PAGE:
The first piece is from Alastair Service, the chairman of the Family Planning Association, and paints a fascinating picture of his time as a lobby organiser for the Abortion Law Reform Association while the 1967 Abortion Act passed through Parliament.
He takes us through the initial repetitious days he spent scurrying across the Central Lobby approaching MP’s – some of them were “fiercely bearded”, a wonderful description I hope to hear more often. There were also mass lobbies, but unfortunately MPs didn’t really turn up. So they went to the Bar where funnily enough they found a large number of MPs to lobby. There were some barriers to cross: one MP told Service “send me all your stuff and I’ll talk it over with my wife”, while another declared “I don’t vote on things like that – I concentrate on the major issues”, presumably referencing the Domestic and Appellate Proceedings (Restricting of Publicity Bill) which was competing for members attention at the time. Crucial stuff….
Service and his fellow campaigners ploughed on, rounding up MPs, nagging them during the late night sittings until they promised to stay to vote. Eventually while Service and Houghton were in a café and chatting about a campaign for free contraception, the final stage passed. The lesson: a watched Parliament never votes. Best to go and have a cup of tea.
One MP who Service definitely didn’t need to nag in the late hours of the evening to back the Bill was it’s architect David Steel. He is naturally pleased to celebrate the ten year anniversary of the abortion law reform in 1978. A parliamentary inquiry in to the Act found that it was responsible for “relieving a vast amount of individual suffering.” He took on those who said he wanted to kill babies, that he was going to hell, that he didn’t care about families, and he won. And yet he still speaks of the “respect” he has for his opponents. It seems more than fair that the authors of this booklet decided that he should be depicted as a knight (albeit at first glance a little confusing.)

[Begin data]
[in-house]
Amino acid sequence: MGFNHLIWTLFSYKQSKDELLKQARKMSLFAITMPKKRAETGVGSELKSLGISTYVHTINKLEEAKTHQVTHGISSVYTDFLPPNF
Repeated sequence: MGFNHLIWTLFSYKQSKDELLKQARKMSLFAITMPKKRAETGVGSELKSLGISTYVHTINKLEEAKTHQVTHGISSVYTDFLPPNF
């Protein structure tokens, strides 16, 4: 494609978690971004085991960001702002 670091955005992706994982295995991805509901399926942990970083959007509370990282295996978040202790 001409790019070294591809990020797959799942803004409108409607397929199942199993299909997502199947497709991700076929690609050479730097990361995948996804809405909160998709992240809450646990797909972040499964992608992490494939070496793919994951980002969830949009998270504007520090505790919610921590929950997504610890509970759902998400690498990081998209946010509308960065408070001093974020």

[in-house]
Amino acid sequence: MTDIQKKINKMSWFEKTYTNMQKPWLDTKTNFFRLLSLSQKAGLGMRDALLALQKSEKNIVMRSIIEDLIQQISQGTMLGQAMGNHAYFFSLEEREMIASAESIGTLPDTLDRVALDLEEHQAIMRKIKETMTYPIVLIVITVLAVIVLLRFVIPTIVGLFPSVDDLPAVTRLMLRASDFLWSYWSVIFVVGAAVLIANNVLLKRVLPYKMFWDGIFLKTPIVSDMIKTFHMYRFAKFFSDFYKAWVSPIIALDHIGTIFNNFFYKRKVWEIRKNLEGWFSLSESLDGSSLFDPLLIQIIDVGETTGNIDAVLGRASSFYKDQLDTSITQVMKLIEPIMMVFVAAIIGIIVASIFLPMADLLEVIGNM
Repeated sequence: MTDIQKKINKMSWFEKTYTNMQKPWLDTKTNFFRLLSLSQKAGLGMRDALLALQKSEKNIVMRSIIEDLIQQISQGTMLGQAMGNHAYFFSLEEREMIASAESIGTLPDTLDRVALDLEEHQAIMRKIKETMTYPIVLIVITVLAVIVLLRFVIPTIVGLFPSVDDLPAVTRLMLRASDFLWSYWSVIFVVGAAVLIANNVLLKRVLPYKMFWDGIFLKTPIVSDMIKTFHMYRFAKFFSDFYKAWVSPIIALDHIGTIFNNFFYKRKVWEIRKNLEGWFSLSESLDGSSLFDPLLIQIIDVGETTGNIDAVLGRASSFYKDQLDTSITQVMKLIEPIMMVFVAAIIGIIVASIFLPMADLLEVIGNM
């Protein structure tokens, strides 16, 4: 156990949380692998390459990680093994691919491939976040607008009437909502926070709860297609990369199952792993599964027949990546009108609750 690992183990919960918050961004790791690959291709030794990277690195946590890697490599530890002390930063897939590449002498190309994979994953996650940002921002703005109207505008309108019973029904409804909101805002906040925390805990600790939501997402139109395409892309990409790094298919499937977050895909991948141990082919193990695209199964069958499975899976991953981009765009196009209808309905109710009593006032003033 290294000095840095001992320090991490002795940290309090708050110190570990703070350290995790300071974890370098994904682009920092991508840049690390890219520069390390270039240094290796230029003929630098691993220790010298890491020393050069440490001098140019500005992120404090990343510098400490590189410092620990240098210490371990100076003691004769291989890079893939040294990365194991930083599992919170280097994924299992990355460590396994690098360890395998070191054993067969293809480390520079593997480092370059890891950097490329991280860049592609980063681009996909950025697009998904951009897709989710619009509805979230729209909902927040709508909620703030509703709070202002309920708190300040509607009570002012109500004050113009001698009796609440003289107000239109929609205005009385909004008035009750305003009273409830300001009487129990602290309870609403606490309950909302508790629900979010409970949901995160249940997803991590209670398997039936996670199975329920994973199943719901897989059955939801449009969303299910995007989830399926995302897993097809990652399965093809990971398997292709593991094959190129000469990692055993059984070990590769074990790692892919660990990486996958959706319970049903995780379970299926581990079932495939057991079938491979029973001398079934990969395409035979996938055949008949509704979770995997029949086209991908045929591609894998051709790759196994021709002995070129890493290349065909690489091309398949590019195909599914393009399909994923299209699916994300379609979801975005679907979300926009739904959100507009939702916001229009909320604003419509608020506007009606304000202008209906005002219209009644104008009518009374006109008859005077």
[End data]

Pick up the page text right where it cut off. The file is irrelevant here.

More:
These articles document the tragic conditions under which illegal abortion took place, and the risk women took with their lives and health when faced with an unwanted pregnancy. One case detailed is of a 36 year old woman who died from a “septic abortion followed by acute blood poisoning”, after deciding that 10 children in 17 years was enough. Even the Coroner expressed his sympathy, stating that he could “understand the desperate feeling that she must have had when she found herself once again pregnant.”
These also show how, despite the illegality, there was a community that worked together to provide abortions for these desperate women in a safer environment than those found down a back-alley. These “medical men” were breaking the law, but they were valued and supported, with defence funds raised when they faced prosecution. And when Dr Daniel Powell of Tooting , “the most watched medical man by Scotland Yard” died, “women from all parts of the country journeyed to London” to pay their respects.
Simms wrote that the scrapbook demonstrated the importance of free, legal abortion to those who in the late 1970s wanted the return of a restrictive abortion law, but the picture they paint serves as just a useful a reminder of life without legal abortion today.
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